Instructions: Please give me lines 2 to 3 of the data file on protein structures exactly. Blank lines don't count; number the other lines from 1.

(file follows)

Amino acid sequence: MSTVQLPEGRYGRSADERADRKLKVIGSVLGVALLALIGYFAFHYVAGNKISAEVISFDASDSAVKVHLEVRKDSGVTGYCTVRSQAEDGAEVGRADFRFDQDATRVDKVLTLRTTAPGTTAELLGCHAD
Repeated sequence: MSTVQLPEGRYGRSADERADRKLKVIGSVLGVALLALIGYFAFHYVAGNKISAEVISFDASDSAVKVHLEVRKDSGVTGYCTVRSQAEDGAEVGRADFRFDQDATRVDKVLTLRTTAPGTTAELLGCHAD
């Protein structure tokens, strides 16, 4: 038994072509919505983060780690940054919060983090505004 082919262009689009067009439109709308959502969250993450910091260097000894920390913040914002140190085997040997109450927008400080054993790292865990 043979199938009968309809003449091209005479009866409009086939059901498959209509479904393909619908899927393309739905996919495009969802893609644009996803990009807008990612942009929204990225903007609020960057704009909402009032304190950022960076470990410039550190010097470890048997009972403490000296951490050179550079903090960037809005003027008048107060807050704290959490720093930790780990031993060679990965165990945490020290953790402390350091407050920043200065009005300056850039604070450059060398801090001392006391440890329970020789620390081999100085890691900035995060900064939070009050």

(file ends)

Repeated sequence: MSTVQLPEGRYGRSADERADRKLKVIGSVLGVALLALIGYFAFHYVAGNKISAEVISFDASDSAVKVHLEVRKDSGVTGYCTVRSQAEDGAEVGRADFRFDQDATRVDKVLTLRTTAPGTTAELLGCHAD
């Protein structure tokens, strides 16, 4: 038994072509919505983060780690940054919060983090505004 082919262009689009067009439109709308959502969250993450910091260097000894920390913040914002140190085997040997109450927008400080054993790292865990 043979199938009968309809003449091209005479009866409009086939059901498959209509479904393909619908899927393309739905996919495009969802893609644009996803990009807008990612942009929204990225903007609020960057704009909402009032304190950022960076470990410039550190010097470890048997009972403490000296951490050179550079903090960037809005003027008048107060807050704290959490720093930790780990031993060679990965165990945490020290953790402390350091407050920043200065009005300056850039604070450059060398801090001392006391440890329970020789620390081999100085890691900035995060900064939070009050």